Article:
Love at First Sight

Life ascends gradually—just like they always said. I stop counting on immediate transformations—the overnight best-seller, instant enlightenment—and instead focus on what I can do: Writing a little each day and making it to Mass on the weekend. I even give up meat on Fridays. Sort of. Gone are the days of the get rich quick schemes and learning Italian in a fortnight. At least for me. Life gets just a little bit better each day. Which is why, subconsciously, I think I had stopped believing in some of the good things too. Like miracles and apparitions. Like love at first sight.

I met you in a hospital, of all places. But isn’t that just how it is with love? She cares not for timing or circumstance—and why should she? Aren’t the best writings those that take you where you hadn’t planned to go? No, love does not wait, she just appears—ta da!—and reduces you to rubble. “I used to be such a solid, upright person,” you think to yourself, but so you are no more. And that’s how it happened with you too. In the moment I first saw you the inner roads of my heart were given extra lanes to accommodate all that I received.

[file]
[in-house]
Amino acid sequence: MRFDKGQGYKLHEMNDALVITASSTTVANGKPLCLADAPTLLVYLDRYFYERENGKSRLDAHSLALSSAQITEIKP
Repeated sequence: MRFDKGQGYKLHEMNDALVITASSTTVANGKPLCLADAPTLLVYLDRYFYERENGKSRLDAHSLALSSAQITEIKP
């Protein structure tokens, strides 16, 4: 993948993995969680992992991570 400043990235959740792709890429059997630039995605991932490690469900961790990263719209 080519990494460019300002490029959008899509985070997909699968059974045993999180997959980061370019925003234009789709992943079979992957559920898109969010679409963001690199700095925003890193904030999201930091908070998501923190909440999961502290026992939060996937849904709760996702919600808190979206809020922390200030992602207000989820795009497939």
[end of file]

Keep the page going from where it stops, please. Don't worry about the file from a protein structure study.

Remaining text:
I took you in my arms, embraced you, kissed you, bathed you—how intimate an act for strangers!—and found you a purple hat from a box of crocheted hats. There was a wastebasket there in the nursery and so I emptied out my wallet. I emptied out all my plans and ambitions, anything that would take me away from the miracle of you, and I dumped them there with all the other love-drunk fathers.

As you lay there under the warming lamp, I whisper-sung to you, my sweet, my heart, my gorgeous daughter: